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I'm the Cubmaster, and yes, my Son acts up, always yelling "hey Dad" etc when I'm trying to run a Pack meeting. He's a good kid, but to him, I'm Dad, doesn't matter I have the CM hat on. So I've told the Den leaders to feel free to call him on it, and they do :')

 

And I agree, he does get "stuck" coming early and staying late to every event, but he doesn't realize the perks he gets either, a lot more camping which he enjoys, gets to pick the menus he likes etc.

 

So, he's no worse than many other kids, just more obvious when he interupts me

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There often many reasons why a leader's son is the one acting up.

 

Especially in the younger group, one of the main reasons is to attract his parent's attention. Kids want their parent to volunteer to be a leader because they think it will be something they can do "together". They are to young to realize that a leader must give their attention to all of the kids (and adults too).

 

As others have mentioned, because a leader is spending his time leading the whole group, chasing down his own kid(s), is often on a back burner.

 

Many times the behavior of the "leader's kid" is not significantly worse than any of the others. It is just that he is held to a higher standard.

 

As the saying goes - it takes a village.

 

Do everyone a favor, if you (parent or leader) see a child (Scout or sibling) acting up at a meeting, do something about it. Corral the child, talk to him quietly about his behavior, redirect him, give him a task. Doing nothing only encourages the child to continue.

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My dad was an ASM when I was in Scouts as a kid. Without question I was held to a higher standard.

I am now an SM and my son is a scout, he too is held to a higher standard.

I think we are both better off for it.(This message has been edited by Eagle732)

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ScoutNut hit it on the head. A lot of times, it's the kid seeking attention, and the parent is simply overwhelmed with the packwide responsibilities. Consider offering gentle help - "Hey, Jim, do you want me to work with Jim Jr. and Ohanadad Jr. on this project while you go do X, Y and Z?"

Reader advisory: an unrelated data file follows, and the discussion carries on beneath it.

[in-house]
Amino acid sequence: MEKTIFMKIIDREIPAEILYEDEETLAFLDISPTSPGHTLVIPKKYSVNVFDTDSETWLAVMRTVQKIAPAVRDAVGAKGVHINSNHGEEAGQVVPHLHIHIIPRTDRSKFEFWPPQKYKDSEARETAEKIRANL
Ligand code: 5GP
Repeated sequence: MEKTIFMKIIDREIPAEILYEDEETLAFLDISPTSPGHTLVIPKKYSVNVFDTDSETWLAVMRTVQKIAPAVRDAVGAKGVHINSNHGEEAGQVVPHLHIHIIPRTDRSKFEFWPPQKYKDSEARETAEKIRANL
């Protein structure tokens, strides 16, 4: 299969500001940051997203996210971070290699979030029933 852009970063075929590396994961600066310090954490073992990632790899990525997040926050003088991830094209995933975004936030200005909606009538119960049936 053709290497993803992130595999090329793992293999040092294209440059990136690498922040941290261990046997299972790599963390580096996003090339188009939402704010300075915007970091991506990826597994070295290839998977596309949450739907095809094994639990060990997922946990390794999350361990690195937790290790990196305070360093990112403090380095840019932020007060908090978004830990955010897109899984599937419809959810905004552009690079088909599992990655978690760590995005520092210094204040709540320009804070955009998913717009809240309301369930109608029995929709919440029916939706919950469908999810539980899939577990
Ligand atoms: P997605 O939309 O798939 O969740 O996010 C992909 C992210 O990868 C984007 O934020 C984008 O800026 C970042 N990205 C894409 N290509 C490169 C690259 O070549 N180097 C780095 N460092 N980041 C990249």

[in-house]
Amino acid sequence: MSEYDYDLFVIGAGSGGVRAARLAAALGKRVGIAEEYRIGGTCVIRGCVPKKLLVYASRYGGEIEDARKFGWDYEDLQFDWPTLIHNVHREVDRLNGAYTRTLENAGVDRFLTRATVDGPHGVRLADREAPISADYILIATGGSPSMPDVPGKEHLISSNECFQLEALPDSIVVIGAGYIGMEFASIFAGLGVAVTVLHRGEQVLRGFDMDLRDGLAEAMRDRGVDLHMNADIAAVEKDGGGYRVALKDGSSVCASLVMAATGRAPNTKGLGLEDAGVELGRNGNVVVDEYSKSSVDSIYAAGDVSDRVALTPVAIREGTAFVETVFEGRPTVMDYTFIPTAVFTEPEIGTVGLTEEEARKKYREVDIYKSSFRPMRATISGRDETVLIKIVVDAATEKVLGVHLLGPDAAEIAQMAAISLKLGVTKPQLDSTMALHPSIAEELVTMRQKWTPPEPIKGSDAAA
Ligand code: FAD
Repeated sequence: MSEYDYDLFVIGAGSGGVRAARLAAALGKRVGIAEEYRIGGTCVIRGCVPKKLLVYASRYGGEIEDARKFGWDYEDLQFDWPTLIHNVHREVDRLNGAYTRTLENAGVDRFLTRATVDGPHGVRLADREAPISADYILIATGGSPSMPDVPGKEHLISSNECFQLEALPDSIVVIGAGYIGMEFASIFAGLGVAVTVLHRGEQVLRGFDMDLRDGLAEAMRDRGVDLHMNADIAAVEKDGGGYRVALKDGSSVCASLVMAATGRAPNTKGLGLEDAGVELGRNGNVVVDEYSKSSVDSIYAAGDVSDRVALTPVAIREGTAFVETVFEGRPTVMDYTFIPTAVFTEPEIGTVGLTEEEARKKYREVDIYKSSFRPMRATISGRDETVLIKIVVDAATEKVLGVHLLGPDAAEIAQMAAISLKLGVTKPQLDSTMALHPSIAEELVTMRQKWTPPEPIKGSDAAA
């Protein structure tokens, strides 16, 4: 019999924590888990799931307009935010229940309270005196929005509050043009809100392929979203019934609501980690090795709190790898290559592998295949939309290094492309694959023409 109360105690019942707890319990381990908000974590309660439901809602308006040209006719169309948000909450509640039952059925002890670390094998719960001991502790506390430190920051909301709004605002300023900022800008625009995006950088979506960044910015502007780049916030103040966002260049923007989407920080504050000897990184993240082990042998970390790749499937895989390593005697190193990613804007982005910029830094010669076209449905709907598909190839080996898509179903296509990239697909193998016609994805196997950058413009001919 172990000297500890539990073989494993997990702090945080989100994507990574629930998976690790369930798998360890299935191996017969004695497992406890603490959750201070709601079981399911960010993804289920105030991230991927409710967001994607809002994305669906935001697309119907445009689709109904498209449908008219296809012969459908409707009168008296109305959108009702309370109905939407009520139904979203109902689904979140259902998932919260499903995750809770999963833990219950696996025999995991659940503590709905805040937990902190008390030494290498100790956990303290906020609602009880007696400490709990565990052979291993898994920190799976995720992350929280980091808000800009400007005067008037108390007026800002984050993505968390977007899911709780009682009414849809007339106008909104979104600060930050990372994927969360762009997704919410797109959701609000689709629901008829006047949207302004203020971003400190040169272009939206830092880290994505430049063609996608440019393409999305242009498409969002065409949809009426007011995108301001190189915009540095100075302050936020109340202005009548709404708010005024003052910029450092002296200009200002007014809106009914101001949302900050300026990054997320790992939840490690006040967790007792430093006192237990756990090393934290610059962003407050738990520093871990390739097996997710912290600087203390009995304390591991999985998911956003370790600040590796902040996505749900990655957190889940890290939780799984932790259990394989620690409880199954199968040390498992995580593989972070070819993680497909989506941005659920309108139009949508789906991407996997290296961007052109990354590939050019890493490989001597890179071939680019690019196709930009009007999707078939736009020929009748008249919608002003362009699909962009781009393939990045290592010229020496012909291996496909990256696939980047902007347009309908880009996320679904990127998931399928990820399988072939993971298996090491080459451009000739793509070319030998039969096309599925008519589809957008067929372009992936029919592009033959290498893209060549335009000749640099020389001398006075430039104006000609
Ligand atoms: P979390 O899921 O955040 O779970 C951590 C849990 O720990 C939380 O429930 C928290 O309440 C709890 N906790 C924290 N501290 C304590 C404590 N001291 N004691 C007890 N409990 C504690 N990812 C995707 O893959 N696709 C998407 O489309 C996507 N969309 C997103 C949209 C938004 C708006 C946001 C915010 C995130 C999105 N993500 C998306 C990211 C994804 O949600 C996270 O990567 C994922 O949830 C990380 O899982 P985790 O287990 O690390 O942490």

As a DL/CC kid, I got dragged along to everything. I was early and late to den meetings, pack meetings, committee meetings, troop meetings. Luckily I could just bring a book, find a corner and ignore them, but I still ended up with quite a Scouting education through osmosis. (When still a Cub, I knew who our DE was and roughly what he did.)

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I'm a CM, and I have a son with some behavioral issues, including Asperger's and ADHD. He behaves better when I'm not around, which is part of the reason I'm CM instead of DL.

 

I have done my best to arm the Den Leaders (All of them, not just my son's) with information they need to know on how to address any issues that arise, and also have encouraged them to never hesitate to call him out, and treat him just like their own son when it comes to making him mind the rules. I might be in another room and not catch it personally, but I'm all in favor if it getting caught by someone. There have been more than a few times where I ended up in my son's Den Meeting dragging him out to the truck, taking him home to mom, and then driving back to help close up the church.